1981: The Internet Protocol (IP) (also known as IP version 4 [IPv4]) was specified in detail. IP provides addressing and routing functions for end-to-end delivery.

1982: The Defense Communications Agency (DCA) and ARPA established the Transmission Control Protocol (TCP) and Internet Protocol (IP) as the TCP⁄IP protocol suite. This is the protocol currently used.

1983:

ARPANET switched from NCP to TCP⁄IP.

1984:

The Domain Name System (DNS) was introduced. DNS resolves domain names (such as www.steveshank.com) to IP addresses (such as 74.220.215.54).

1985:

GEnie was founded and launched General Electric's consumer Information Services division. This system also provided consumers with forums, data exchange and email within their system. The charge was $5-$6 an hour for non-primetime use and $36 an hour for daytime use.

1990: Dec 25 Sir Tim John Berners-Lee implements the first successful http client server communications over the Internet. HTTP stands for "HyperText Transfer Protocol. Earlier that year he proposed that a "web" of nodes storing Hypertext pages could be viewed by "browsers" on  a network. He called this Web of pages the "WorldWideWeb" (one word). These nodes could use the existing Arpanet Internet and the nodes would be "websites". Hypertext refers to the technology of having links in pages which connect the information from one page to another page somewhere else. What Berners-Lee did, was merge the existing hypertext technology with the existing Internet.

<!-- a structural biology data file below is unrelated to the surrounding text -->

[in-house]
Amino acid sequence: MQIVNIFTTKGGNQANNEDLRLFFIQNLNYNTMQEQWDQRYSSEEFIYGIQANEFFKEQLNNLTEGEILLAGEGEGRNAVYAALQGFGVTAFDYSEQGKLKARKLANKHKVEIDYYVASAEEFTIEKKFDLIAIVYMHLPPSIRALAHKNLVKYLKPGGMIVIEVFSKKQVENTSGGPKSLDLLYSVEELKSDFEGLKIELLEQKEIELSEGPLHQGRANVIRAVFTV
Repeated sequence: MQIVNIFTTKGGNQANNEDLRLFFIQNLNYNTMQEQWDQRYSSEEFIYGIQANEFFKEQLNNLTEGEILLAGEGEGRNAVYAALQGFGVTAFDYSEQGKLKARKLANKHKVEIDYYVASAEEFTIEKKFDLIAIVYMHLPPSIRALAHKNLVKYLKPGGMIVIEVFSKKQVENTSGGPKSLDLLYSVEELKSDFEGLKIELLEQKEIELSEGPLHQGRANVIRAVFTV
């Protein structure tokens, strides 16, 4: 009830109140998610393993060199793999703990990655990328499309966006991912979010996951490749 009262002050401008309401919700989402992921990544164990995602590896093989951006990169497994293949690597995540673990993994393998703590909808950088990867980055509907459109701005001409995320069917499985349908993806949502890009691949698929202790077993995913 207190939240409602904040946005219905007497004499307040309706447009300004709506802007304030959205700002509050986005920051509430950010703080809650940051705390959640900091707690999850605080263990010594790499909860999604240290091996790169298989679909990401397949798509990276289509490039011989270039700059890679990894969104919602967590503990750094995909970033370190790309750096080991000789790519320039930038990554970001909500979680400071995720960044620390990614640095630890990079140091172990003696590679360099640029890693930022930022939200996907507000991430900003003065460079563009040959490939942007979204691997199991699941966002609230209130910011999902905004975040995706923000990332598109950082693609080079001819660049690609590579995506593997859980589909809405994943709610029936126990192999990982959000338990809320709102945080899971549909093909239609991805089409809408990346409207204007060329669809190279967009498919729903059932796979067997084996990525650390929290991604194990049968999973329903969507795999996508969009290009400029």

He made two crucial changes to existing hypertext technology.

  1. He created unidirectional links. You could link to any other page without requiring any action from the page linked to.
  2. He created an open standard for Hypertext pages. Previously hypertext systems were proprietary.

1993:

Mosaic Browser developed by National Center for Supercomputing Applications (NCSA) in late 1992 and released in 1993. This was the first graphical browser. The browser was written by Marc Andreessen and Eric Bina. This code was later used as the basis for both Internet Explorer and Netscape Navigator.

In April of 1993 CERN announced that the World Wide Web would be free to all and require no special royalty fees.

1994:

Netscape Navigator. Marc Andreessen launched the Netscape company and browser.

Tim Berners-Lee founded the World Wide Web Consortium (W3C) to maintain open and non-proprietary specifications for interoperable Web technologies. This is the organization that writes the standards which allow different browsers using different operating systems to utilize the web in a comparable fashion.

1993-1995: Many Internet search engines were developed to replace the list of all webservers which was maintained by Berners-Lee and hosted on the CERN webserver

1994:

Amazon Online Bookstore was founded by Jeffrey P. Bezos. It began service in 1995

1995:

Internet service providers (ISPs) began to offer Internet access to businesses and individuals.

1998:

Google search engine launched.



Date: December 2008